(An interesting thing, when I have quit BBs, my breathing improved after a few weeks to a normal state where you can breathe easily and take deep breaths without any problems).

      Then a flu like symptoms all day long, going to bed early in the afternoon because you are dead tired.

      I asked docs what's happening, they said: it's probably your original disease, that's it. Or, you need to walk more to get back in the shape.

      I asked: how am I supposed to walk when I feel this bad all the time and walking only makes it worse?

      So, I thought that I am very sick and that I won't be able to walk or live normally again. I thought that this is my future life from now on.

      After one year of that hell and depression, I started to read internet forums with side effects from BBs, and on topics like this one, I figured out that 100s of people around the worlkd on BBs have the same problems.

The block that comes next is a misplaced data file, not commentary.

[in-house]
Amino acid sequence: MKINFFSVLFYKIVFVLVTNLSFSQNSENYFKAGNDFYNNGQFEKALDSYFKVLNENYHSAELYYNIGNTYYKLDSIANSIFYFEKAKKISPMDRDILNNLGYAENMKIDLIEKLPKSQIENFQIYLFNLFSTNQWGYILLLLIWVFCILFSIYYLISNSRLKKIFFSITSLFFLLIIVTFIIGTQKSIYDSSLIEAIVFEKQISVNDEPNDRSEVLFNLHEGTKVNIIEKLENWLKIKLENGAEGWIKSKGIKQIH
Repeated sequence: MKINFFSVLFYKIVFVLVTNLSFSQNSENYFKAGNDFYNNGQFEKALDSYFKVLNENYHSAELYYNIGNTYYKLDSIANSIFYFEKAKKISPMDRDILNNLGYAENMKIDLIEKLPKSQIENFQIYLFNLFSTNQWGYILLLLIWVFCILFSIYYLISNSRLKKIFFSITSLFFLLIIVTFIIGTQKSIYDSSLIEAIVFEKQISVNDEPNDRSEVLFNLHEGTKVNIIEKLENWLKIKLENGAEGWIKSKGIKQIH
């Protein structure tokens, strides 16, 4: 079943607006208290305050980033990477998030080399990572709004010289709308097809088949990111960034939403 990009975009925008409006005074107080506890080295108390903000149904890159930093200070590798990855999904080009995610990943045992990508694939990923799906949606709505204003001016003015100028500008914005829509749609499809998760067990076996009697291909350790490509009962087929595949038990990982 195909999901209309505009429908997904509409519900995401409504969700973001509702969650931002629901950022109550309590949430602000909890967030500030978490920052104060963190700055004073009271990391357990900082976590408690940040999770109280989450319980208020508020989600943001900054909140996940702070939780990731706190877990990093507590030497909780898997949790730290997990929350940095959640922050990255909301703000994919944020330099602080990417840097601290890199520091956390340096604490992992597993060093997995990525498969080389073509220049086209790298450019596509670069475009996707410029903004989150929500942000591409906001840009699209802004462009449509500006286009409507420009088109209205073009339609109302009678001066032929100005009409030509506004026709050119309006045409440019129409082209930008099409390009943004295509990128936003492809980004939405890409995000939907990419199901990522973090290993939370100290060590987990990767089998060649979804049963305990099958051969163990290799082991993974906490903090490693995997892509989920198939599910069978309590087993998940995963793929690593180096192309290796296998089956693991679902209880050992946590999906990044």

Then I tried to stop taking them, but then a strong withdrawal kicked me (I didn't know too much about withdrawal back then. Docs told me: you will be fine after 1-2 weeks after quitting), with HR of 100 all day long (this is the moment when I started to measure my HR since I started to feel very ill and strange when I stopped taking them) and a HR would jump to 120-140 if you tried to walk or do any activity.

      Well, in that moment I satrted to be obsessed and scared about too high HR, because it is extremely strange feeling (and quite a dangerous HR if you have it for too long, like 2-3-xx days in a row at 120 all the time). Docs then put me back on BBs since I had too hugh rate (which I never had until a withdrawal), but now, when I know more, I am quitting BBs for the 2nd time, in a very slow way.

      If someone told me this story which I am telling you, 5 or 10 years ago when I was fine and when I have never heard about HR problems, BBs, breathing problems and similar, I would say: you are crazy or you think about diseases too much.

      Only someone who had a bad experience with BB's side effects (since not all people feel bad on them) and who had a bad experience with a strong withdrawal lasting for Months can understand what are we talking about.